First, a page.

Kurt Schluntz was there in cap and gown when the Class of 2011 graduated from East Hampton High School and it was a wonderful event for him. Now, just weeks later, the big event for Schluntz is the opening of his new business The Whole Scoop. You might not have noticed there is a new ice cream shop on the corner in the Village Center because there was an ice cream shop there before.
Ice cream, around since the 13th century when Marco Polo brought the recipe to Italy from China, was first made out of yak milk and called frozen milk, but today there are a great number of varieties of ice cream. Ask most children and they will tell you ice cream is their favorite food.
As the plans of the Economic Development Commission move forward, there is going to be more foot traffic in the Village Center. This will benefit all the businesses. Just imagine coming off the repaired Airline Trail on a hot day and seeing an ice cream shop. “This is really a good location. We are making connections with other Village merchants. We plan on being involved with any events that go on here in the Village,” said Schluntz.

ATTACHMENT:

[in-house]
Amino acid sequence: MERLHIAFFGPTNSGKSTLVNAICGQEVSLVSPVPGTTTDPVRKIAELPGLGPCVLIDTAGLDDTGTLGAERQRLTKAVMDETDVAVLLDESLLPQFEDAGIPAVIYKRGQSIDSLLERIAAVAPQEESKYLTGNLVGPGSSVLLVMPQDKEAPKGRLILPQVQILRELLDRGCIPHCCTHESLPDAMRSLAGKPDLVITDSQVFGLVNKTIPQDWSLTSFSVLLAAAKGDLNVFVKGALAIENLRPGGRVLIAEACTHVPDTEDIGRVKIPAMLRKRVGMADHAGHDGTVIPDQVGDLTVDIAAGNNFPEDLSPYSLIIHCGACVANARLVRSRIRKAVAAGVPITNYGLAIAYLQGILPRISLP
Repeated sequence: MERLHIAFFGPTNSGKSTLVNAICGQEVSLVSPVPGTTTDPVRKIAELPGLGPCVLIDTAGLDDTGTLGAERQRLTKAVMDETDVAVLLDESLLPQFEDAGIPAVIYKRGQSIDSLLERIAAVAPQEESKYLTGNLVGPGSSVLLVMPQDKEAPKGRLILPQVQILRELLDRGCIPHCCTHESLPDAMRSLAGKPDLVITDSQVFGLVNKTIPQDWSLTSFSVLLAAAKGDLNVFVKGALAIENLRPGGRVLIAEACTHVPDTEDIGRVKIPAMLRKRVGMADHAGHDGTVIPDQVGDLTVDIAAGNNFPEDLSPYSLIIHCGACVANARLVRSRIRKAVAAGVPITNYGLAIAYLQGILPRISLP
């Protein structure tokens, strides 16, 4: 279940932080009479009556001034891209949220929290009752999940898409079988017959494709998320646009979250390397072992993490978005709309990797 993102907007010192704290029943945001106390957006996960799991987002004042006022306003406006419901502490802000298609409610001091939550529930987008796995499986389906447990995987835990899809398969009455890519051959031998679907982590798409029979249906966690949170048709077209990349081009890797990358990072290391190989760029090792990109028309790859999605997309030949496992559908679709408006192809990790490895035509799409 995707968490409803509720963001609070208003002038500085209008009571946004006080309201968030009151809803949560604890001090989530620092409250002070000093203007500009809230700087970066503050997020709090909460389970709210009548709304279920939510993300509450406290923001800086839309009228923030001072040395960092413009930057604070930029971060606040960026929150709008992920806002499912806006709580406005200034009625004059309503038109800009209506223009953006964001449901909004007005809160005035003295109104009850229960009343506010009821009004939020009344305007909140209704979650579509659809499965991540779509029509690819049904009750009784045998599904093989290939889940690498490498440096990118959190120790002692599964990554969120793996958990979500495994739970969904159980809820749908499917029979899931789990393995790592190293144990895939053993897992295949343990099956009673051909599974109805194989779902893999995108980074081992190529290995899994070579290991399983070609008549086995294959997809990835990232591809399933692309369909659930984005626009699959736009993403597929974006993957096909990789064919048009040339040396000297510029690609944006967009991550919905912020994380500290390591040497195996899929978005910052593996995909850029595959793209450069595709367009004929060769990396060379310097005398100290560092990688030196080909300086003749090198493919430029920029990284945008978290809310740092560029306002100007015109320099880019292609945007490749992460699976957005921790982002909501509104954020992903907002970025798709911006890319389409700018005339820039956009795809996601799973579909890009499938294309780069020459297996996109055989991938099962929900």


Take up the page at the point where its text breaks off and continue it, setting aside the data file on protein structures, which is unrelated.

As the Village Center continues to grow new businesses, Schluntz wants to be right there in the network. He believes the Village Center is a viable commercial area.
Schluntz thinks that one of the problems for this location in the past is that they were not open consistently.
”The Whole Scoop will be open 12:30 to 9 p.m. unless the weather is really bad, then we will close early," he said. "Nobody comes out in bad weather to get ice cream.”
In addition to ice cream cones in a long list of flavors, The Whole Scoops offers milkshakes, cold drinks, ice cream floats, freeze pops and chocolate chip, oatmeal and peanut butter cookies. This Patch reporter can attest to the fact the peanut butter cookies are “to die for.”
"We are considering some marketing ideas now," Schluntz said. "We want to have a Grand Opening with the Economic to the Development Committee. We will have specials like half-off for veterans on the 4th of July. During the Old Home Days, we might have someone dressed as an ice cream cone walking around ... or maybe we can find an ice cream cart. New things are still being planned."
Schluntz sees the biggest challenge for him is how people see his age.
“Being so young, people see me as someone to take advantage of," he said. "They don’t know what I can do so I’ll have to show them.”
On the positive side, Schluntz considers his biggest asset to be his “knowledge of the town and people.” He was raised here and went through the school system. Consequently, he knows the people of East Hampton, feels it is a great town and is happy he can stay here and provide a service for residents.
Schluntz’s future plans include looking into different varieties of ice cream for people who cannot eat dairy products.
There is parking on the street or in the Municipal Parking Lot across the street.